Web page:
mdb(1) background, intro, and cheatsheet

In the Solaris kernel group, we take our crash dumps seriously. Historically, the two main tools for analyzing crash dumps on UNIX were adb(1) and crash(1M). More recently, mdb(1) has replaced them both as the debugger of choice in Solaris.

adb(1)

adb(1) is a venerable tool in the UNIX tool chest -- 7th Edition UNIX (from 1979) had a version of it. It's syntax is quite quirky (as you'd expect from such an old tool), and one thing to keep in mind is that adb(1) is an assembly-level debugger. Generally, it deals directly with register values and assembly instructions -- the only symbolic information it gives you is access to the symbol table. That said, it has a reasonably powerful macro/scripting facility.

During the development of SunOS, a large number of adb macros were written to dump out various bits of kernel state. In SunOS 3.5 (released in 1988), kadb(1) (an interactive kernel debugger version of adb(1)) already existed, as did 50-odd adb scripts, mostly generated with adbgen(1M). Solaris 2.0/SunOS 5.x continued the tradition, and by Solaris 9, there are over 890 scripts in /usr/lib/adb/sparcv9 (compared to 507 in Solaris 8).1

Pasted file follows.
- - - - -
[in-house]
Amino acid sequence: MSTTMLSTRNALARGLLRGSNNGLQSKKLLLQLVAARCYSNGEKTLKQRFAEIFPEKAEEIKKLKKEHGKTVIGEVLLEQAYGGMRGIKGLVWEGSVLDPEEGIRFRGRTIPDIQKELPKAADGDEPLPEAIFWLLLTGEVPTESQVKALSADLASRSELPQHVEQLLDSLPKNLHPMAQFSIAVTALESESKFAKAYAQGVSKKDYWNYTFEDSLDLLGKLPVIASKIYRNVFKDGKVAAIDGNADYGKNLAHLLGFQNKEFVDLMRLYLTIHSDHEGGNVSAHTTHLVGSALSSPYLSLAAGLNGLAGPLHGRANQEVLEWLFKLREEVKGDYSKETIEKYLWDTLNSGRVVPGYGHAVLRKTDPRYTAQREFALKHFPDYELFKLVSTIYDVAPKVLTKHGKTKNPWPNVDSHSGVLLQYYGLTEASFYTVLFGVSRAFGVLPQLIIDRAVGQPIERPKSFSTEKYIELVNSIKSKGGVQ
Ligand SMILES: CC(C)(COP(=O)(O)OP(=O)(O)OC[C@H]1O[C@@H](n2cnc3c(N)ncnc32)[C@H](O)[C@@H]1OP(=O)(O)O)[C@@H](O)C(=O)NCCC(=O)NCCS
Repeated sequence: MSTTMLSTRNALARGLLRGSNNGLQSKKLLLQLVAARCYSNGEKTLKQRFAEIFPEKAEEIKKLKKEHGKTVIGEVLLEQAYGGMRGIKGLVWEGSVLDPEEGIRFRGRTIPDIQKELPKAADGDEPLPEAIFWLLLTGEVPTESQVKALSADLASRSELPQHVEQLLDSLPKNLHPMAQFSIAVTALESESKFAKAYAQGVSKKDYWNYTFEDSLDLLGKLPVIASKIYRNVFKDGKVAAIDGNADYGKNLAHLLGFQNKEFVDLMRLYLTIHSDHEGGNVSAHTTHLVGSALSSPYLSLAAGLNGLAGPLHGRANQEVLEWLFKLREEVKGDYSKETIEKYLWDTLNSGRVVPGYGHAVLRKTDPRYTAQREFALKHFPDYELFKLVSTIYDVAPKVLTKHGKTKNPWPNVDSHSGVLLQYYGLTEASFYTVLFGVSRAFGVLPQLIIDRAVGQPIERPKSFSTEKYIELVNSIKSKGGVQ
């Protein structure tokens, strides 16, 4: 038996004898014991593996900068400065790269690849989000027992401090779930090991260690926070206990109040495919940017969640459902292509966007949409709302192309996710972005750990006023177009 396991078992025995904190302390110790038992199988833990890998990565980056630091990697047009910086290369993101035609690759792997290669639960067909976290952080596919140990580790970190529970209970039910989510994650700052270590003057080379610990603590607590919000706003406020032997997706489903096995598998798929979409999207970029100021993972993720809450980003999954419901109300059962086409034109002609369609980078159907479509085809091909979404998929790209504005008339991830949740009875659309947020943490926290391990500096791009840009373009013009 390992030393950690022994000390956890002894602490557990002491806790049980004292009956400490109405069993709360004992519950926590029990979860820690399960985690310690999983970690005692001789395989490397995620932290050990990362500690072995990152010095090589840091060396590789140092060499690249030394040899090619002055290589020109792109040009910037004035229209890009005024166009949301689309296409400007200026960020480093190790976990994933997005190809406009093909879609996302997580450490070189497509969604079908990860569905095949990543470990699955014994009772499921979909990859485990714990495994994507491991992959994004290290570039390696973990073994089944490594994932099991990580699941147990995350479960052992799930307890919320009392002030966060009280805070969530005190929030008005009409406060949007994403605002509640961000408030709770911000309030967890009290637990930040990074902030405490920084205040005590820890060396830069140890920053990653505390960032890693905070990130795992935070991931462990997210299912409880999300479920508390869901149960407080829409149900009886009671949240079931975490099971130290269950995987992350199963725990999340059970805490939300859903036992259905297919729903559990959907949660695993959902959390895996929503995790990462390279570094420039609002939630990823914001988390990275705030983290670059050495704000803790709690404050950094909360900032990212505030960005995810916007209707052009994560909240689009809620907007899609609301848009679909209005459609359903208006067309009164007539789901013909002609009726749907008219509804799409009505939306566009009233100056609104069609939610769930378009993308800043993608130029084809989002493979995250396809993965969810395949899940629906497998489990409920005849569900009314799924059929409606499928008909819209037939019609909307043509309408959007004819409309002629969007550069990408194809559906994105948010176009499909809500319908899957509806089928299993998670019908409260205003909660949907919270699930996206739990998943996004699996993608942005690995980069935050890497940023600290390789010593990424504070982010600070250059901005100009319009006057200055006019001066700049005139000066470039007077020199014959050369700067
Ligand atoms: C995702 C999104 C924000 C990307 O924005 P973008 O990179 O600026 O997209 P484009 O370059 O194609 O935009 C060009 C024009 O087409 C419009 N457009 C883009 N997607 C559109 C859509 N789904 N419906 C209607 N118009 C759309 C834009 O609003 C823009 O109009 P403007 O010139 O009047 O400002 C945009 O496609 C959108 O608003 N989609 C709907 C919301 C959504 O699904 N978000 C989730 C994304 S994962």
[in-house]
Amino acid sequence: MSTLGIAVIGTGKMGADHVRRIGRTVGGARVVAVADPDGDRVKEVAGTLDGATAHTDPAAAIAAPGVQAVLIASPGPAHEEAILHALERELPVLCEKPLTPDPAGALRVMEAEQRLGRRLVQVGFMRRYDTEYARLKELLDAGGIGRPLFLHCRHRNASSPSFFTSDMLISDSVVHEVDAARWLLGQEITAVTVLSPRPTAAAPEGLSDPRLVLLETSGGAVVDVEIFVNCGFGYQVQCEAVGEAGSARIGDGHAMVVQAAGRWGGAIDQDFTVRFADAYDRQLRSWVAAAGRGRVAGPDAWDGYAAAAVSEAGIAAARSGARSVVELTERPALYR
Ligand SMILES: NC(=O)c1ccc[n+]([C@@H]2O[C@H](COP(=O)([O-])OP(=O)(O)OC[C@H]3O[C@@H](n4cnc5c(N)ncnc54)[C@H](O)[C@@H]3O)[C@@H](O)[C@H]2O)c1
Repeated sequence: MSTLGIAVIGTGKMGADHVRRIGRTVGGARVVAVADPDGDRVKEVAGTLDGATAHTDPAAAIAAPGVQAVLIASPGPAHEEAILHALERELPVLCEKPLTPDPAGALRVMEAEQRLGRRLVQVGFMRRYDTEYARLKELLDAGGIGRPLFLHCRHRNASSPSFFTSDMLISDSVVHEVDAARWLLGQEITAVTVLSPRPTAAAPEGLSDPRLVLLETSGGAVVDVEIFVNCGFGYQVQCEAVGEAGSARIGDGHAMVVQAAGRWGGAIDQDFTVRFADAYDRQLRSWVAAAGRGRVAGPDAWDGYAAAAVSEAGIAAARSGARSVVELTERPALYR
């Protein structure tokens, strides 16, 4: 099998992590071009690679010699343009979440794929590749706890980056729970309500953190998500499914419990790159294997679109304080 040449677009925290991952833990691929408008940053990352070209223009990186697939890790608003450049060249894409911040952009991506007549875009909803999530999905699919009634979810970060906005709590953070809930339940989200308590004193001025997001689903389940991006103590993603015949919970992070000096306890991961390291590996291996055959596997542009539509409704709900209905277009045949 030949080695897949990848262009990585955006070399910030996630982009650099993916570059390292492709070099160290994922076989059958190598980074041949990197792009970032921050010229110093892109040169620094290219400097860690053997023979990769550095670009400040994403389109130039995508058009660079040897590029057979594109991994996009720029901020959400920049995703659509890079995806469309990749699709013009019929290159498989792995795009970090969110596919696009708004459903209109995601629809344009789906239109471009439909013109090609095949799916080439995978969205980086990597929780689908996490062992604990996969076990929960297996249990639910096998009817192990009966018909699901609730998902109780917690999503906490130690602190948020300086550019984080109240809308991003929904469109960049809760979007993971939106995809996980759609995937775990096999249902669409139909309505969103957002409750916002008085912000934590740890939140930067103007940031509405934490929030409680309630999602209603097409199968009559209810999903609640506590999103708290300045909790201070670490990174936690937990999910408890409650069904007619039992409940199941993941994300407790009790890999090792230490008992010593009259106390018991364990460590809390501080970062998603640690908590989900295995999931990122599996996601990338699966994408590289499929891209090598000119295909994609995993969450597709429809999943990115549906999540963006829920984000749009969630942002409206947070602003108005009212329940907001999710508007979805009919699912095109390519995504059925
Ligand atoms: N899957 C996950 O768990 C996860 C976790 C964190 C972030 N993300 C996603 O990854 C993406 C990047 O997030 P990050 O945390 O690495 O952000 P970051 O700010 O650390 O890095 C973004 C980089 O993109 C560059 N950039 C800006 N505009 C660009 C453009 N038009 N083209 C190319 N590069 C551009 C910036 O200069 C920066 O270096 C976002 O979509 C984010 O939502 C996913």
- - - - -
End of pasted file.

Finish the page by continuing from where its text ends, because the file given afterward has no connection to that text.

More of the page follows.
crash(1M)

crash(1M) is a bit more recent; it appeared sometime between 7th Edition UNIX and SysV R3, and while SunOS 3.5 did not have it, SunOS 4.x did. While adb(1) is a reasonably generic debugger with scripting facilities, crash(1M) takes an almost diametrically opposed approach: it uses compiled C code which knows how to traverse and understand various structures in the kernel to dump out information of interest. This makes crash(1M) much more powerful than adb(1M) (since you can do complicated things like virtual-to-physical address translation), while simultaneously making it much less flexible (if it wasn't already written into crash(1M), you're going to have to write it yourself, or do without).